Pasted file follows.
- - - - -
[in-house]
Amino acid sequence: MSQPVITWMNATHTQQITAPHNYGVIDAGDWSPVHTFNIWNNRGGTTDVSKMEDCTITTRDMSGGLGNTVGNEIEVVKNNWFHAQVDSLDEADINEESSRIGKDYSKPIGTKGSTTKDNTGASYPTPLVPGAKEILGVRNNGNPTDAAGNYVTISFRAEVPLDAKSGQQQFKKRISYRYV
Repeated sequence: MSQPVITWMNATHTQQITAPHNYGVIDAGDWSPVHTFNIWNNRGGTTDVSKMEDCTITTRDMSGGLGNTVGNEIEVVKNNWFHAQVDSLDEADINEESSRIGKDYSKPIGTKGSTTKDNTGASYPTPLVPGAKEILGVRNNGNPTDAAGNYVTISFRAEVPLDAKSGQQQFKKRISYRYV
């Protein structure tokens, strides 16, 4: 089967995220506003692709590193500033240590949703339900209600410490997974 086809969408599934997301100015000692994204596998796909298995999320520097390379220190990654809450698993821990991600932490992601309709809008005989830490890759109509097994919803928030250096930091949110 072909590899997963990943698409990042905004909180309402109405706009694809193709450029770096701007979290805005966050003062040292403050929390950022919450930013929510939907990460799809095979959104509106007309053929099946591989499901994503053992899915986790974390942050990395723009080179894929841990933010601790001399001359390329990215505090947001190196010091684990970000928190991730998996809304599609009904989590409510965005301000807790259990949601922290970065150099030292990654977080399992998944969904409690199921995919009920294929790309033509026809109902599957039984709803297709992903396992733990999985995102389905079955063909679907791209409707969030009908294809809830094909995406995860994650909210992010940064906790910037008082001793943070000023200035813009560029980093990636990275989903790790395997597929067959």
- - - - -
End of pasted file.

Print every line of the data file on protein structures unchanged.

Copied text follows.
[in-house]
Amino acid sequence: MSQPVITWMNATHTQQITAPHNYGVIDAGDWSPVHTFNIWNNRGGTTDVSKMEDCTITTRDMSGGLGNTVGNEIEVVKNNWFHAQVDSLDEADINEESSRIGKDYSKPIGTKGSTTKDNTGASYPTPLVPGAKEILGVRNNGNPTDAAGNYVTISFRAEVPLDAKSGQQQFKKRISYRYV
Repeated sequence: MSQPVITWMNATHTQQITAPHNYGVIDAGDWSPVHTFNIWNNRGGTTDVSKMEDCTITTRDMSGGLGNTVGNEIEVVKNNWFHAQVDSLDEADINEESSRIGKDYSKPIGTKGSTTKDNTGASYPTPLVPGAKEILGVRNNGNPTDAAGNYVTISFRAEVPLDAKSGQQQFKKRISYRYV
């Protein structure tokens, strides 16, 4: 089967995220506003692709590193500033240590949703339900209600410490997974 086809969408599934997301100015000692994204596998796909298995999320520097390379220190990654809450698993821990991600932490992601309709809008005989830490890759109509097994919803928030250096930091949110 072909590899997963990943698409990042905004909180309402109405706009694809193709450029770096701007979290805005966050003062040292403050929390950022919450930013929510939907990460799809095979959104509106007309053929099946591989499901994503053992899915986790974390942050990395723009080179894929841990933010601790001399001359390329990215505090947001190196010091684990970000928190991730998996809304599609009904989590409510965005301000807790259990949601922290970065150099030292990654977080399992998944969904409690199921995919009920294929790309033509026809109902599957039984709803297709992903396992733990999985995102389905079955063909679907791209409707969030009908294809809830094909995406995860994650909210992010940064906790910037008082001793943070000023200035813009560029980093990636990275989903790790395997597929067959």